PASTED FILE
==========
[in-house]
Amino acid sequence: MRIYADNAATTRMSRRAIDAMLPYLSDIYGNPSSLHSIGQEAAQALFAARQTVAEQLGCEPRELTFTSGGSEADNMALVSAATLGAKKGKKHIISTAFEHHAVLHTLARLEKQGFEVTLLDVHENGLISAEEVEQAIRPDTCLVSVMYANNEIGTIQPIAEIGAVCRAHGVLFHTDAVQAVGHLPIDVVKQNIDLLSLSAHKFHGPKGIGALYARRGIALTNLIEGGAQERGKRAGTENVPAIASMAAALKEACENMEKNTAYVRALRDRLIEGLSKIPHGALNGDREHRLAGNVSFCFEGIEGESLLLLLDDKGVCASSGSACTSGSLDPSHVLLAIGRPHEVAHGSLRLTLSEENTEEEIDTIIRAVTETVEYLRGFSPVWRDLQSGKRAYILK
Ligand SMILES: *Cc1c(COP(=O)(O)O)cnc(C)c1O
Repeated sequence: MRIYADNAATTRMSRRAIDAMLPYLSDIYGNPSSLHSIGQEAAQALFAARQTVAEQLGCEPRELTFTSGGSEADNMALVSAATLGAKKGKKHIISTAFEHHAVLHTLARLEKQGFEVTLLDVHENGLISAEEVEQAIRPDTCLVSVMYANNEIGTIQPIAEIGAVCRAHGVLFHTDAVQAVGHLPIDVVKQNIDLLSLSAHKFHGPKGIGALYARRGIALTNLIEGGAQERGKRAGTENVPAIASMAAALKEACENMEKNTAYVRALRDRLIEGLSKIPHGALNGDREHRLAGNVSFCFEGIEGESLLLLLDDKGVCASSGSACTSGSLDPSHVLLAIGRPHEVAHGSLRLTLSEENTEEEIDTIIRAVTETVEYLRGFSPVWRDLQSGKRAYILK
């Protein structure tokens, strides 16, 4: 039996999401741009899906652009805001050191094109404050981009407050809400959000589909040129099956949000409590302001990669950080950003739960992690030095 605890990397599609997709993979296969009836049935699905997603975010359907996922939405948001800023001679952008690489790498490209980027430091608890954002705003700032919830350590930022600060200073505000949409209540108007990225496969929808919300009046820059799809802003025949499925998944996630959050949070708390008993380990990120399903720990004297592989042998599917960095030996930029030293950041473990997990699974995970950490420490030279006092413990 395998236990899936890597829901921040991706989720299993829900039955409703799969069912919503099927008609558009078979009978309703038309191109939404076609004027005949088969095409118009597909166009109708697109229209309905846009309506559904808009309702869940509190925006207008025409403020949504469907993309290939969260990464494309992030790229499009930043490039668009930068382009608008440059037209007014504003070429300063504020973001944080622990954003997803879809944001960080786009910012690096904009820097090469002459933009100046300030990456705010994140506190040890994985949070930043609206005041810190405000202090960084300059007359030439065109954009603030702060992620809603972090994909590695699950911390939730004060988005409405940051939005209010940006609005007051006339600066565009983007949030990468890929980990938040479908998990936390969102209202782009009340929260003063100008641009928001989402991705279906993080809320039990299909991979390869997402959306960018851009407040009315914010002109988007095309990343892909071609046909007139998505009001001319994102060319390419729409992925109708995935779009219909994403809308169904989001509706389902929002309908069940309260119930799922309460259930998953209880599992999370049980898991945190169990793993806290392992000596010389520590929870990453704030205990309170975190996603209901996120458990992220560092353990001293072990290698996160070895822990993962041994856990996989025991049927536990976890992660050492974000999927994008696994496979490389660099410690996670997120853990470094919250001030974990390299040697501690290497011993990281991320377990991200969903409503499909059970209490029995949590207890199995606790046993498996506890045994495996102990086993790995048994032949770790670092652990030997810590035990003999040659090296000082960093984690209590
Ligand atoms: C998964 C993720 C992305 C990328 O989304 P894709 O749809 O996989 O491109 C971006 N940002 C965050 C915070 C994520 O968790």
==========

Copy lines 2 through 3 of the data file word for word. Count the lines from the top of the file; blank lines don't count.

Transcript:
Amino acid sequence: MRIYADNAATTRMSRRAIDAMLPYLSDIYGNPSSLHSIGQEAAQALFAARQTVAEQLGCEPRELTFTSGGSEADNMALVSAATLGAKKGKKHIISTAFEHHAVLHTLARLEKQGFEVTLLDVHENGLISAEEVEQAIRPDTCLVSVMYANNEIGTIQPIAEIGAVCRAHGVLFHTDAVQAVGHLPIDVVKQNIDLLSLSAHKFHGPKGIGALYARRGIALTNLIEGGAQERGKRAGTENVPAIASMAAALKEACENMEKNTAYVRALRDRLIEGLSKIPHGALNGDREHRLAGNVSFCFEGIEGESLLLLLDDKGVCASSGSACTSGSLDPSHVLLAIGRPHEVAHGSLRLTLSEENTEEEIDTIIRAVTETVEYLRGFSPVWRDLQSGKRAYILK
Ligand SMILES: *Cc1c(COP(=O)(O)O)cnc(C)c1O